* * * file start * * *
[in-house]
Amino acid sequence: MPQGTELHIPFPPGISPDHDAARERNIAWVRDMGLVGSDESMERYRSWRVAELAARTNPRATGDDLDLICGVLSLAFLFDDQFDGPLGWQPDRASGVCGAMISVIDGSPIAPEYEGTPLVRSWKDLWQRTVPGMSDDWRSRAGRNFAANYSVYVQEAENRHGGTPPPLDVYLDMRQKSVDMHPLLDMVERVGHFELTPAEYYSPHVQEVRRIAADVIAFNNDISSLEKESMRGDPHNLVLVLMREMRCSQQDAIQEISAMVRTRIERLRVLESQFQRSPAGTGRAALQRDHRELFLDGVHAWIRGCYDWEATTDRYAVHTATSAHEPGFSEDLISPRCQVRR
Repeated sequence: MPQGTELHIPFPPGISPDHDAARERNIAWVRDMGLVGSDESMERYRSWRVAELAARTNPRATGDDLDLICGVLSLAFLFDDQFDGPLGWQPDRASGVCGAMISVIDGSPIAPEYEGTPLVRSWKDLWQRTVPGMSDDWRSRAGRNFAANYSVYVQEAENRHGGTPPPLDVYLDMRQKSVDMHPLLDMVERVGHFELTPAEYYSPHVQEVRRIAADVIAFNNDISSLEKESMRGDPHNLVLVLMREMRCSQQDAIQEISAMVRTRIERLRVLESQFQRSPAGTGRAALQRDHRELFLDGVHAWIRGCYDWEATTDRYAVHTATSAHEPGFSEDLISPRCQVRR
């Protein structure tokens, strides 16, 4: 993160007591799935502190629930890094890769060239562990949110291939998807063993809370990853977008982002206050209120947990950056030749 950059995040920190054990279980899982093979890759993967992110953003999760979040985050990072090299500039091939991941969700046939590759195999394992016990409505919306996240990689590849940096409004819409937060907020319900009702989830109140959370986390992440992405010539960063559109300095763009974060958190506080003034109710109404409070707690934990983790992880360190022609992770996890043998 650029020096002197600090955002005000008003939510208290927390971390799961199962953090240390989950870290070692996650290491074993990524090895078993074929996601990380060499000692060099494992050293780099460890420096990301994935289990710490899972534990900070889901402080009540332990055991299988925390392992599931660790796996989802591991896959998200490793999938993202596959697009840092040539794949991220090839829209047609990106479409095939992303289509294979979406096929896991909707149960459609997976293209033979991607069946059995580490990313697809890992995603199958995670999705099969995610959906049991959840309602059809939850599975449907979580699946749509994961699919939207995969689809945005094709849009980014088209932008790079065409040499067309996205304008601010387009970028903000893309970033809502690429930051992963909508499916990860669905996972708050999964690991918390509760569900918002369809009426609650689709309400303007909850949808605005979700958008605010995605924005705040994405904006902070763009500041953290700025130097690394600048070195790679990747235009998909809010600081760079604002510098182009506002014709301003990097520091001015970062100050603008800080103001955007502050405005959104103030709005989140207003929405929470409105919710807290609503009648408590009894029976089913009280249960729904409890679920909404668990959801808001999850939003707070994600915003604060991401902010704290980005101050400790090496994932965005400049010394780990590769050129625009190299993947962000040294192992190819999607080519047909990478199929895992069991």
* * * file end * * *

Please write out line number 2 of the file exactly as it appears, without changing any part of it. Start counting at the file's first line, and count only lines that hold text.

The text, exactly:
Amino acid sequence: MPQGTELHIPFPPGISPDHDAARERNIAWVRDMGLVGSDESMERYRSWRVAELAARTNPRATGDDLDLICGVLSLAFLFDDQFDGPLGWQPDRASGVCGAMISVIDGSPIAPEYEGTPLVRSWKDLWQRTVPGMSDDWRSRAGRNFAANYSVYVQEAENRHGGTPPPLDVYLDMRQKSVDMHPLLDMVERVGHFELTPAEYYSPHVQEVRRIAADVIAFNNDISSLEKESMRGDPHNLVLVLMREMRCSQQDAIQEISAMVRTRIERLRVLESQFQRSPAGTGRAALQRDHRELFLDGVHAWIRGCYDWEATTDRYAVHTATSAHEPGFSEDLISPRCQVRR